Lost on a hike? Don’t waste time changing your voicemail, rescuers say

A rescue helicopter in the Alps
A Canadian search and rescue team has taken to social media to urge hikers to ignore advice to change their voicemail if they get lost on a mountain to help aid rescuers (Image credit: Christopher Ames)

A Canadian search and rescue team has taken to social media to urge hikers to ignore advice to change their voicemail if they get lost on a mountain to help aid rescuers. 

The suggestion, which has been circulating on Facebook, tells lost hikers to change their voicemail to a message giving search teams information about their whereabouts:

“Change the voicemail on your phone to a message that gives your approximate location, the time, the date, your situation (lost, out of gas, car broken down, injured, etc) and any special instructions such as you are staying with the car, you are walking toward a town, etc.,” the viral post reads.

A hiker looks at her phone

If you do get lost hiking and have a phone, you need to be proactive about calling for help (Image credit: JAG IMAGES)

It may sound like a good idea, leading many Facebook users to share the post, but Halifax Search and Rescue (opens in new tab) quickly debunked this approach as a waste of time, pointing out that if you do get lost hiking and have a phone, you need to be proactive about calling for help.

“Every once in a while we see trends going around social media that we need to address,” the post begins. “First off, you cannot change your voicemail when you don’t have a cellular signal. If your battery is low, and you are lost or need rescue, DIAL 911 and tell dispatchers where you are. This call will initiate the process to dispatch Police.”

A rescue helicopter hovers above stranded hikers on a mountain

To be blunt, wasting time changing your voicemail could be the last thing you do (Image credit: Hans Neleman)

If you are lost and communicated your plans to someone, it’s true that at a certain point when you don’t return they may call to find out where you are – but it’s much wiser and faster to call for help immediately if your phone is working. Not doing so could delay your recovery, or worse.

“To be blunt, wasting time changing your voicemail could be the last thing you do. If you don't call for help, and you didn’t leave a trip plan, NOBODY IS COMING TO GET YOU. Conserve your cell battery. If your battery is low, remember that text messages take far less battery to transmit,” the post continues.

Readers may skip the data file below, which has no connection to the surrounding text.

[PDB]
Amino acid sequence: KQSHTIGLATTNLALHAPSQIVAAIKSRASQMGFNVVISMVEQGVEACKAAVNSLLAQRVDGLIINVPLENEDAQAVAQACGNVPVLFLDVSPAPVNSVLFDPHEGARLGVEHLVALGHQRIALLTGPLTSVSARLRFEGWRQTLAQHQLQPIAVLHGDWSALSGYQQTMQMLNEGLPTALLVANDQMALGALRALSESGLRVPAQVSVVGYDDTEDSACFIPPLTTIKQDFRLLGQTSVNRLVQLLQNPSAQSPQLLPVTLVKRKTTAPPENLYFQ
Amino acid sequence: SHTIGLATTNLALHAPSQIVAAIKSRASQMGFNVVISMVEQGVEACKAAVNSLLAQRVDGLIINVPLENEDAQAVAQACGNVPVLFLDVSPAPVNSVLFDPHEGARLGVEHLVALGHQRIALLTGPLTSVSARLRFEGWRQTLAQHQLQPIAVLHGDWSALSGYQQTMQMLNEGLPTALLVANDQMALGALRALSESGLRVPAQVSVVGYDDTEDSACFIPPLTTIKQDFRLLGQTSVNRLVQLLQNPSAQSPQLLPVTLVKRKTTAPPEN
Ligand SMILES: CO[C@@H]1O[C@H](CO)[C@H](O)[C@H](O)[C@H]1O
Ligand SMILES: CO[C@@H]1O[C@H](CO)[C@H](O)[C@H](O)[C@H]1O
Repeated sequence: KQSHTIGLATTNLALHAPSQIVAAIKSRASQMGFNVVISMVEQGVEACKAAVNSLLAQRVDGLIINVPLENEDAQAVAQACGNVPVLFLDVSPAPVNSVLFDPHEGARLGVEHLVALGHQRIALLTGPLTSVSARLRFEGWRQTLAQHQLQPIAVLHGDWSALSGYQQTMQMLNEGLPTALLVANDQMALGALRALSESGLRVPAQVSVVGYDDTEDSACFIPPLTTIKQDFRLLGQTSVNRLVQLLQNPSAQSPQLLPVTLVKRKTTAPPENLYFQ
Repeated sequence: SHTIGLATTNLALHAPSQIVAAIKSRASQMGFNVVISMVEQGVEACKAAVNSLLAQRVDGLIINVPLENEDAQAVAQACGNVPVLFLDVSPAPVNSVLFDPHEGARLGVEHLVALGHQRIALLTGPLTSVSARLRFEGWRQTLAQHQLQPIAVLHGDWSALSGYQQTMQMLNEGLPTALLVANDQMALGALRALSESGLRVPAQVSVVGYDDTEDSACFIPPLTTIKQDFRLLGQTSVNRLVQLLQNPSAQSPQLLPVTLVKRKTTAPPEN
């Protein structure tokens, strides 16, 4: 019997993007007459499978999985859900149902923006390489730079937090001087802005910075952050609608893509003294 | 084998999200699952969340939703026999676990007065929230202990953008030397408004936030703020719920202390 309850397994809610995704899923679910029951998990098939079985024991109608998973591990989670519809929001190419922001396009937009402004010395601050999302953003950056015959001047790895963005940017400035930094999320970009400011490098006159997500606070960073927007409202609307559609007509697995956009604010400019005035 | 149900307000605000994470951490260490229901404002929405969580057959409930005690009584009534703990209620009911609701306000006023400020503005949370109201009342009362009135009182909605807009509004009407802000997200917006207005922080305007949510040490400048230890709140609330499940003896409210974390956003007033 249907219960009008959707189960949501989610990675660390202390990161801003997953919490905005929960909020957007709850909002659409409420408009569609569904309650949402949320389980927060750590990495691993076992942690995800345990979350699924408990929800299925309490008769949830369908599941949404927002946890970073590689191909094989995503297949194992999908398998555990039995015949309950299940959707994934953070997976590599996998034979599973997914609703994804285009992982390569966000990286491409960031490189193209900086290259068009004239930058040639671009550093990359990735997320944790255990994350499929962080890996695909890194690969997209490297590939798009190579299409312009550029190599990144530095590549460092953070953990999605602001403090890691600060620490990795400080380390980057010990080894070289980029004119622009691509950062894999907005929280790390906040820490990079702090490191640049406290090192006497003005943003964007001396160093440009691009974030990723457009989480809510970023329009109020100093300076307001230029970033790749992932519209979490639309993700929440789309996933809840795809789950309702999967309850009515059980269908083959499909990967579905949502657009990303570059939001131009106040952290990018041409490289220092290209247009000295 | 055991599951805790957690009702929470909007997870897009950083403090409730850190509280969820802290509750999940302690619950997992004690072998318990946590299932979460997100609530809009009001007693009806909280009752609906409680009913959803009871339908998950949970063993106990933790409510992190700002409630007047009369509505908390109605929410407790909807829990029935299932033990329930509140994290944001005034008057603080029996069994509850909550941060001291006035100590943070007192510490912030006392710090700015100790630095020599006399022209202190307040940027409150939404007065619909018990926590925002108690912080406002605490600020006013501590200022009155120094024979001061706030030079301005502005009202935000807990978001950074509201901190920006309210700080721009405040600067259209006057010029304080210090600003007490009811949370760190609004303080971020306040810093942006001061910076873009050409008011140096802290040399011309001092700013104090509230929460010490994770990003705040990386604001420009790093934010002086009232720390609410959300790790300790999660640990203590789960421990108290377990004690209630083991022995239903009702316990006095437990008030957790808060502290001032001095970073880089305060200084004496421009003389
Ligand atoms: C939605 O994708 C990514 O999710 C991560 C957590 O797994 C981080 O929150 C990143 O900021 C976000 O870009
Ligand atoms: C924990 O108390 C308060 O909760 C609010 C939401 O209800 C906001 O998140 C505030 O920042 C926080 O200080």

The story comes soon after news that a hiker spent 24 hours on Colorado’s highest peak because he ignored calls from rescuers since he didn’t recognize the number. Bringing your phone with you on a hike can be a good safety measure, but only if you keep it charged and utilize it properly. 

A couple examining a map wearing headlamps at night

All hikers are reminded to advise others of their plans, carry navigational tools like a map and compass and (Image credit: East Road/ Ascent Xmedia)

All hikers are reminded to advise others of their plans, carry navigational tools like a map and compass and consider a sturdy smartphone that will hold up to alpine conditions in case of an emergency. 

If you’ve been looking for a phone worthy of your rugged adventures, find out what happened when we did our best to break the supposedly outdoors-proof Motorola Defy... 

Julia Clarke is a staff writer for Advnture.com and the author of the book Restorative Yoga for Beginners. She loves to explore mountains on foot, bike, skis and belay and then recover on the the yoga mat. Julia graduated with a degree in journalism in 2004 and spent eight years working as a radio presenter in Kansas City, Vermont, Boston and New York City before discovering the joys of the Rocky Mountains. She then detoured west to Colorado and enjoyed 11 years teaching yoga in Vail before returning to her hometown of Glasgow, Scotland in 2020 to focus on family and writing.